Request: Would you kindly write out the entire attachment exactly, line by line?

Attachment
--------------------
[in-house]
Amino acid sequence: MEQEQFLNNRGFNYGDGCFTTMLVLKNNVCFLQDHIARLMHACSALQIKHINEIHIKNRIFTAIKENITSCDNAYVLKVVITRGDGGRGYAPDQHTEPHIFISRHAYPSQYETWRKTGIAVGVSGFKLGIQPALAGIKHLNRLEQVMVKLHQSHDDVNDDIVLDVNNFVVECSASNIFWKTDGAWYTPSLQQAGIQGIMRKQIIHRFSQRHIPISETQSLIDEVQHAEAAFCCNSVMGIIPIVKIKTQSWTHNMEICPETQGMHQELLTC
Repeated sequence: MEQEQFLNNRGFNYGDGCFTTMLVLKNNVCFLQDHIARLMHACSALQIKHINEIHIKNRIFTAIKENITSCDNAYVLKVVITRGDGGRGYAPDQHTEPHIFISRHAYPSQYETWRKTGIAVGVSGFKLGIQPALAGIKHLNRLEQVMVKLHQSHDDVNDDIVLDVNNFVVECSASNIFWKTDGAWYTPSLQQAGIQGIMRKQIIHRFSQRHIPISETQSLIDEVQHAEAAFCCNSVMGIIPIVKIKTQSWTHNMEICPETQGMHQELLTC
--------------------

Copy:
[in-house]
Amino acid sequence: MEQEQFLNNRGFNYGDGCFTTMLVLKNNVCFLQDHIARLMHACSALQIKHINEIHIKNRIFTAIKENITSCDNAYVLKVVITRGDGGRGYAPDQHTEPHIFISRHAYPSQYETWRKTGIAVGVSGFKLGIQPALAGIKHLNRLEQVMVKLHQSHDDVNDDIVLDVNNFVVECSASNIFWKTDGAWYTPSLQQAGIQGIMRKQIIHRFSQRHIPISETQSLIDEVQHAEAAFCCNSVMGIIPIVKIKTQSWTHNMEICPETQGMHQELLTC
Repeated sequence: MEQEQFLNNRGFNYGDGCFTTMLVLKNNVCFLQDHIARLMHACSALQIKHINEIHIKNRIFTAIKENITSCDNAYVLKVVITRGDGGRGYAPDQHTEPHIFISRHAYPSQYETWRKTGIAVGVSGFKLGIQPALAGIKHLNRLEQVMVKLHQSHDDVNDDIVLDVNNFVVECSASNIFWKTDGAWYTPSLQQAGIQGIMRKQIIHRFSQRHIPISETQSLIDEVQHAEAAFCCNSVMGIIPIVKIKTQSWTHNMEICPETQGMHQELLTC